Richard Dawkins' mistake

On the Today programme this morning, ex-Canon Giles Fraser asked Richard Dawkins if he could repeat the full title of Charles Darwin's magnum opus.
"Yes I could!"

"Go on then," came the challenge.

"On the Origin of Species, er, with... oh God... On the Origin of Species, um... There is a subtitle... er, um, with respect to, erm, the preservation of favoured races in the struggle for life."

That's not bad, said Justin Webb, just a tad patronisingly. It never does to be too confident, but it was frankly painful to listen to. I was willing him on.

Fraser was ecstatic:

You are the High Pope of Darwinism. If you asked people who believe in evolution that question and only two per cent got it right it would be terribly easy for me to say they don't really believe it after all.

Having collected himself, Dawkins repaired to his website, where he protested that Fraser wasn't playing fair:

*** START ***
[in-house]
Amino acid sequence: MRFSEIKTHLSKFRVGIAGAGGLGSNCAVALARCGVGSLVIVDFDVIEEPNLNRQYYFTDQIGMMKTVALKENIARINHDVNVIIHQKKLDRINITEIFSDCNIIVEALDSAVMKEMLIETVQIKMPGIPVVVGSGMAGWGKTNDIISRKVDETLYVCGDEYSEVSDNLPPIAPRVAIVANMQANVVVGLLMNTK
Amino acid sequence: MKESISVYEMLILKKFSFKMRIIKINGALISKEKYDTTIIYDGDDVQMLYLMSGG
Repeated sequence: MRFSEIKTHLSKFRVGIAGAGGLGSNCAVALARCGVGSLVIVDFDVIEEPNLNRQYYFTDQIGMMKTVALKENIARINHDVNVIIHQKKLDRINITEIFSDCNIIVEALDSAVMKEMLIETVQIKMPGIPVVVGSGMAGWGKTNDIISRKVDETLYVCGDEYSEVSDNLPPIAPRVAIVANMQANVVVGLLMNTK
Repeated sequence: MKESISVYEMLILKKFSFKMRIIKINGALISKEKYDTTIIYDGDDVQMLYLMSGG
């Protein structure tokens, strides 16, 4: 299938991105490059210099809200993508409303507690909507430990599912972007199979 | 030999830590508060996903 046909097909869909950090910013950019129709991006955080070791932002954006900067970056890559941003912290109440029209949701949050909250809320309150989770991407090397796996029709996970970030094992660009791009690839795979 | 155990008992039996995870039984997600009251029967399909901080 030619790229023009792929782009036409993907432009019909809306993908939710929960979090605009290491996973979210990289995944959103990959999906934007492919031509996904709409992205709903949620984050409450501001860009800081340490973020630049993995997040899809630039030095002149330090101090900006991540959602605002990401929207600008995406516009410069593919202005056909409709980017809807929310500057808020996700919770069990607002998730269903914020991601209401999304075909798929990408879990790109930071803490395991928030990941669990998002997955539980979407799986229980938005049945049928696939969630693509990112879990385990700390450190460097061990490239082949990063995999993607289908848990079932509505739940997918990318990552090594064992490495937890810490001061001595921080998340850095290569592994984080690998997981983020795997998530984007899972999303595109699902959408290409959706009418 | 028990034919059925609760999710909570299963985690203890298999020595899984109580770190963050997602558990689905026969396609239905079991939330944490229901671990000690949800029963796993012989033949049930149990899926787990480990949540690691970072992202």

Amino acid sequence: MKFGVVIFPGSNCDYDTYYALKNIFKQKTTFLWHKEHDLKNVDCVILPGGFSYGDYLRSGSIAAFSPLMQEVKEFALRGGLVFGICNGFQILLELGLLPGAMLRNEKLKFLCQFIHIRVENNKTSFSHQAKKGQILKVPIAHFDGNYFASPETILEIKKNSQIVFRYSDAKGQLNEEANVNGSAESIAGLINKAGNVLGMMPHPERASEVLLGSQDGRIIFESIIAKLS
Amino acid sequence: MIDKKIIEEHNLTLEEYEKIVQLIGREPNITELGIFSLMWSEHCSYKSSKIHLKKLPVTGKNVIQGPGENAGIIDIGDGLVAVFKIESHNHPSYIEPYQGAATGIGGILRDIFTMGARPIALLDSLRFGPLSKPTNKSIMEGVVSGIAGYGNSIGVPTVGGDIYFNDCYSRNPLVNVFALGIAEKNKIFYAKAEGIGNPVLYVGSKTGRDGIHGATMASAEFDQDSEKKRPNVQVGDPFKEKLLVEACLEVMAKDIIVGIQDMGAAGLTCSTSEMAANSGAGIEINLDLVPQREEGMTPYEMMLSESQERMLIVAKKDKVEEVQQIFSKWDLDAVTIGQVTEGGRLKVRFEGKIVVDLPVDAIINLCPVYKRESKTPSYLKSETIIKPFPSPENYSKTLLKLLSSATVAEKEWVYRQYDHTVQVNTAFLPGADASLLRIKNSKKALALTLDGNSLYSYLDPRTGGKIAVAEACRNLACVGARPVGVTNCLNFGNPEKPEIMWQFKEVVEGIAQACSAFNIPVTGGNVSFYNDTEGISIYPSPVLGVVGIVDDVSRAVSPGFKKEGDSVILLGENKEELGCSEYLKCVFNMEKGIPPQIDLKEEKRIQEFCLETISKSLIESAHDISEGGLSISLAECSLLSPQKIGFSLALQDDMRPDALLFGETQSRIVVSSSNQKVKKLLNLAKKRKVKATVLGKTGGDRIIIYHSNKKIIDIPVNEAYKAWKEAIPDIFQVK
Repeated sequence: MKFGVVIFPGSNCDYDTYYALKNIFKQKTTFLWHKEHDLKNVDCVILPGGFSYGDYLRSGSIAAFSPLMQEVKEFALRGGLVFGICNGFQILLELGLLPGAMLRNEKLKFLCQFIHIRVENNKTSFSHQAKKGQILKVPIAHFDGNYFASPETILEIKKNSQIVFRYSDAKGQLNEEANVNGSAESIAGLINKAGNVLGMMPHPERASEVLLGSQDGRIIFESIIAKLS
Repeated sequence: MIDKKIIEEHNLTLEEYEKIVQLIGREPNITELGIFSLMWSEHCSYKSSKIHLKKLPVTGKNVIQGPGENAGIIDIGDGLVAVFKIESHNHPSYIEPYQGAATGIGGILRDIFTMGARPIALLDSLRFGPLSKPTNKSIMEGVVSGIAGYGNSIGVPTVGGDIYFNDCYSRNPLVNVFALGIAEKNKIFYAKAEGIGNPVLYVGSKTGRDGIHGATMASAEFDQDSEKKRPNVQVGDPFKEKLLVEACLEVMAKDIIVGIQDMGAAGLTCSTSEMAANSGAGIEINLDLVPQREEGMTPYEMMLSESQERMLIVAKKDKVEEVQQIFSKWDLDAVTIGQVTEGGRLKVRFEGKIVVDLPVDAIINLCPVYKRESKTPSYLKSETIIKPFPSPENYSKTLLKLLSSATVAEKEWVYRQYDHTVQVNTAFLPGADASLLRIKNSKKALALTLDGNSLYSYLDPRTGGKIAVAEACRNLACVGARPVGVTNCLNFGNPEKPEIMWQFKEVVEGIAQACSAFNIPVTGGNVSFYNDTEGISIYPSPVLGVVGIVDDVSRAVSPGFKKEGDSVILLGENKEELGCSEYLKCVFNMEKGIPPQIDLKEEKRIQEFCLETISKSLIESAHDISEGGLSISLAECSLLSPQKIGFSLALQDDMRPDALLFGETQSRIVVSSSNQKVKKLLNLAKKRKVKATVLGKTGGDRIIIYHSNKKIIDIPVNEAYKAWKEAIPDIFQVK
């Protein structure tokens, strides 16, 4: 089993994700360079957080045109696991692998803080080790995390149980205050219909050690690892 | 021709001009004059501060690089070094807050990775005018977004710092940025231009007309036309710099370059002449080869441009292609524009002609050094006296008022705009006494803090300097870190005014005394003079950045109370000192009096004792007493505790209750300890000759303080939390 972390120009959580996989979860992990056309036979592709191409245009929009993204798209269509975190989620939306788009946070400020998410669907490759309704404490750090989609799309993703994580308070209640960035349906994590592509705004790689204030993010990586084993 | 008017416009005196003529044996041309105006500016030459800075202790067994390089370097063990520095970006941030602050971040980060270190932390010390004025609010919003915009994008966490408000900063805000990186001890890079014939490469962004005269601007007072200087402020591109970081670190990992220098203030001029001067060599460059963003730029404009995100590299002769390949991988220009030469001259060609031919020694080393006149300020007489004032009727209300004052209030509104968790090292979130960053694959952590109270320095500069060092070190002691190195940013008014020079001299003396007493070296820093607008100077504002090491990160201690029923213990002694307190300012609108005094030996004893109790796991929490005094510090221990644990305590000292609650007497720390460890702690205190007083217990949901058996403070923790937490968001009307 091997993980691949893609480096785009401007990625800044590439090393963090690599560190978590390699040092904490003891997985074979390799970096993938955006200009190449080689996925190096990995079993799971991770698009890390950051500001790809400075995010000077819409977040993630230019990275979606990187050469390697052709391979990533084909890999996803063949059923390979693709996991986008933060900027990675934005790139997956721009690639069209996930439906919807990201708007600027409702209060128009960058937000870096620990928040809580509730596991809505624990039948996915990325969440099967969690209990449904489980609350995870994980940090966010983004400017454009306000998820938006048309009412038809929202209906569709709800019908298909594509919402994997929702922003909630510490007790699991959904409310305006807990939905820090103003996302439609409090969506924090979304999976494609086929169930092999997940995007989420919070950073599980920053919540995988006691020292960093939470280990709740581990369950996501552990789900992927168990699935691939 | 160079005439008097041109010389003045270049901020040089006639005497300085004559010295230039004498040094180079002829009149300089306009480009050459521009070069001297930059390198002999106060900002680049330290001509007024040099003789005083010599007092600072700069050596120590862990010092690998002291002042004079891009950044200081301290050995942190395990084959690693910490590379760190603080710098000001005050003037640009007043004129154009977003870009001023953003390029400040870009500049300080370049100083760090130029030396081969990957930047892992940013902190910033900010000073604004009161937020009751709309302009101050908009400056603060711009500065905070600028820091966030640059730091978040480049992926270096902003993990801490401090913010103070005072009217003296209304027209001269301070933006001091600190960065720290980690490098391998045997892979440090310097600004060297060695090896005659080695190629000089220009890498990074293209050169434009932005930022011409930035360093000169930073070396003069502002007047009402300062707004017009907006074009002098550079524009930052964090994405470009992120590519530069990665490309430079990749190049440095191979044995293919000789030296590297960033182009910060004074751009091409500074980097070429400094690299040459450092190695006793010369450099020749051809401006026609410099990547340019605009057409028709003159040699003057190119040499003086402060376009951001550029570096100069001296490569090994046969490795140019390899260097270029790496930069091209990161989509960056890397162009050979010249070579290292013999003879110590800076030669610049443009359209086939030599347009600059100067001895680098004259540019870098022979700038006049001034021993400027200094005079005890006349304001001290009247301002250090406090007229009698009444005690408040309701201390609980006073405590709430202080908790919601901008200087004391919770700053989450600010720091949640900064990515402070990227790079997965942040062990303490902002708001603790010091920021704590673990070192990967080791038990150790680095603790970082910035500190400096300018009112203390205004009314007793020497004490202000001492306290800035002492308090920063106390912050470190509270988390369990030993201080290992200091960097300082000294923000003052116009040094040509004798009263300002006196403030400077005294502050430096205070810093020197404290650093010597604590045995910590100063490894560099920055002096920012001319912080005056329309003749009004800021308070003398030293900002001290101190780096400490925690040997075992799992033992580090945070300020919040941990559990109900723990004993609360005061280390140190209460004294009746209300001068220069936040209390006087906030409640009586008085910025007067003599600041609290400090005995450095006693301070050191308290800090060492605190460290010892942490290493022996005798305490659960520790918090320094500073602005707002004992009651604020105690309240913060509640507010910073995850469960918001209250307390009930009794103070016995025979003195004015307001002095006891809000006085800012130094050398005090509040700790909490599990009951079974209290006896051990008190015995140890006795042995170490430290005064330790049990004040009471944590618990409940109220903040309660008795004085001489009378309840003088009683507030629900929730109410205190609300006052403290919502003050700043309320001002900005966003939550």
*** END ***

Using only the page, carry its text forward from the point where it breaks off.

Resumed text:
The fact that I got it in the end, thereby demonstrating that I knew it all along but was temporarily flustered by the unexpected ambush will by no means deter them!

But he didn't get it in the end. He missed out what many would consider to be the most important words of all. It is On the Origin of Species by means of Natural Selection... Even I knew that bit, though I would have missed the part about favoured races and the struggle for life.

Never mind. It was, in any case, not a good comparison because the Mori poll question was multiple choice. The polled 'Christians' were not asked "What is the first book of the New Testament?" and expected to enunciate a word-perfect "Matthew" (a one-word memory feat as opposed to the 21-word memory that was asked of me). They were only asked to choose from one of the following: Matthew, Genesis,, Acts of the Apostles, Psalms, Don't know, Prefer not to say. 39% chose "Don't know" and only 35% chose Matthew.

Well indeed. But then the people being asked weren't theologians, either. A good comparison would be for a senior clergyman - Fraser himself, perhaps - to be asked to rattle off, say, the first three verses of the Gospel According to John or name the Books of the New Testament in the correct order. Knowing the full title of The Origin shouldn't be too much of a stretch for someone who has been preaching the gospel of Darwin for the past five decades. Stephen Jay Gould wouldn't have forgotten it.